Movie Monday: Pillow Talk*

Now this Popcorn Dialogues, er, thing is really useful to me, as a writer of romantic comedy (at least I hope I’m a writer of romantic comedy…), but sometimes it’s almost too painful.

Last week’s film was Pillow Talk, which I would have thought was one of my favourites – I was brought up on Doris Day films and was so in love with Rock Hudson as a teen – but it turns out it’s… not good. In fact, it’s very bad.

Okay. Not all of it. It started well. Doris Day is wonderful (and reminded me a LOT of Jennifer Anison. A lot!), Rock Hudson was gorgeous and sexy. The sets and the clothes were just fabulous. And Tony Randall’s in it! I love Tony Randall! But…

In case you’ve never seen it, I’ll just summarise the plot – with spoilers, so if you don’t want to know how it ends, look away now! Jan and Brad share a party line. Brad uses it for chatting up many, many women, which means Jan can’t use it for her business (she’s an interior designer) and arrogant Brad gets right on her wick. Tony Randall is Brad’s best friend and in love with Jan. He tells Brad about Jan and then Brad happens to bump into her and decides he’s going to mess with her. He pretends to be a Texan tourist named – yes – Rex Stetson – and proceeds to woo her.

So this is a fairly standard romance plotline, yes? It’s got a touch of You’ve Got Mail and a dash of How to Lose a Guy in 10 Days. But the romance itself is just dreadful. For a start, Brad is an asshole. He has switches in his apartment for when he’s “romancing” a woman: one dims the lights, one puts on music, one turns the sofa into a bed and one locks the door. He locks the women in! Ew! His alter-egoย Rex Stetson, however, is a doofus. He calls Jan “ma’am” and is sweet and funny, but not in the least bit sexy, so I wasn’t egging Jan on to fall for him, particularly since I knew he was, you know, not real. Of course, Jan does fall for him and then, when she finds out that Rex is really Brad, is understandably humiliated. If at that point, you’d got the impression that Brad had been in love with her and that he’d changed his caddish ways then maybe I could have got on board with the romance, but no.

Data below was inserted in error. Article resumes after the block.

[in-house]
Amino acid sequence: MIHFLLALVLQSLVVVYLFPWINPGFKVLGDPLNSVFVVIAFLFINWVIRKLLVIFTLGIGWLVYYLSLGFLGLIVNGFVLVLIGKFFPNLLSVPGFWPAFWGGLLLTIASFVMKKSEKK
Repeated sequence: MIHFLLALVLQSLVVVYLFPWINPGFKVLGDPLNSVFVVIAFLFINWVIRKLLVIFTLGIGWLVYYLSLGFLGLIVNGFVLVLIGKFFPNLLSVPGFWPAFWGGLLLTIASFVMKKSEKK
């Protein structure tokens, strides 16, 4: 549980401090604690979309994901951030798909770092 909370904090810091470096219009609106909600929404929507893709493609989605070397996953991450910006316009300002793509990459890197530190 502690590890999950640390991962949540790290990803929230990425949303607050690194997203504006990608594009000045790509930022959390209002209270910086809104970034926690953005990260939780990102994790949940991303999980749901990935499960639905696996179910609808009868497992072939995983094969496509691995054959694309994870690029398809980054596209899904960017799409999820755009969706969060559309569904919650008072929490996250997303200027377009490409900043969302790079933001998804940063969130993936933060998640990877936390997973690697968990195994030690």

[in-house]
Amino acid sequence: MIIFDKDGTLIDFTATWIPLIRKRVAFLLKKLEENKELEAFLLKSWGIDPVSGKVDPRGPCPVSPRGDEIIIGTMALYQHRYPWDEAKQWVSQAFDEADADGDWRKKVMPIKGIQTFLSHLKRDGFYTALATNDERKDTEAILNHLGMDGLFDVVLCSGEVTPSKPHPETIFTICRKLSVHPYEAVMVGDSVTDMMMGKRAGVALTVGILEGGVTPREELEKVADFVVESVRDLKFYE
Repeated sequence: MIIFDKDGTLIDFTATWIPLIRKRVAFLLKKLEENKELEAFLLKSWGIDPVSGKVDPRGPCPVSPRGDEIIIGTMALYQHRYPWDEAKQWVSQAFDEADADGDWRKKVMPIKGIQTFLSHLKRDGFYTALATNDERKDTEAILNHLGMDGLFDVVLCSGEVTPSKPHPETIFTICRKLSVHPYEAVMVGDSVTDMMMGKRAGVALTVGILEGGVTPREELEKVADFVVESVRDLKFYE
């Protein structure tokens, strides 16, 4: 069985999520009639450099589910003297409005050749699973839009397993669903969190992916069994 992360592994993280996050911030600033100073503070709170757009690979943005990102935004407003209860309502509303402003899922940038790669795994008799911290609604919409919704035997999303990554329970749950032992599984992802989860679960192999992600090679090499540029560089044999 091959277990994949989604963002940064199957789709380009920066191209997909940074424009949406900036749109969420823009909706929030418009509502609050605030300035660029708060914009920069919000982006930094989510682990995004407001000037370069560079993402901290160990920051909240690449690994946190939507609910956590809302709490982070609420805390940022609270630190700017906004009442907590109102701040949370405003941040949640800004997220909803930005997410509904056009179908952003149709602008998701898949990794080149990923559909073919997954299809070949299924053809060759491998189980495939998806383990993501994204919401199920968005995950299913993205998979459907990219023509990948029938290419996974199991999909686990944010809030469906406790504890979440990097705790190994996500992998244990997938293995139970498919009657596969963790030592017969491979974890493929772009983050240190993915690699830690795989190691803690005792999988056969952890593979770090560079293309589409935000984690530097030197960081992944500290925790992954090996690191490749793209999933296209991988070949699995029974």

For the majority of the film, Jan is great. She’s such a cool character. She’s independent, she doesn’t take any crap and she’s happy to live alone. To be alone. But then at the end, Brad decides he wants her. I’m not sure we see why. Presumably because he knows he can’t have her and he’s a big brat. Anyway, he goes to her apartment, drags her (literally) out of bed and then carries her – kicking and screaming (again, literally) to his apartment. She’s outraged. And then he mentions marriage and she goes all misty (again, literally – the director had a soft-focus filter on the camera for quite a few of the Doris Day close-ups) and forgives him. Gag.

I know it was the 50s. I know things were different, but still. I was so angry! And I haven’t even mentioned that, on the way to a weekend away together, Jan sings a song (in her head – there are some really feeble ‘hearing characters thoughts’ moments too) the main refrain of which is “Possess me.” It genuinely made me feel ill. Possess me, indeed. You can watch it here, but don’t blame me if you puke.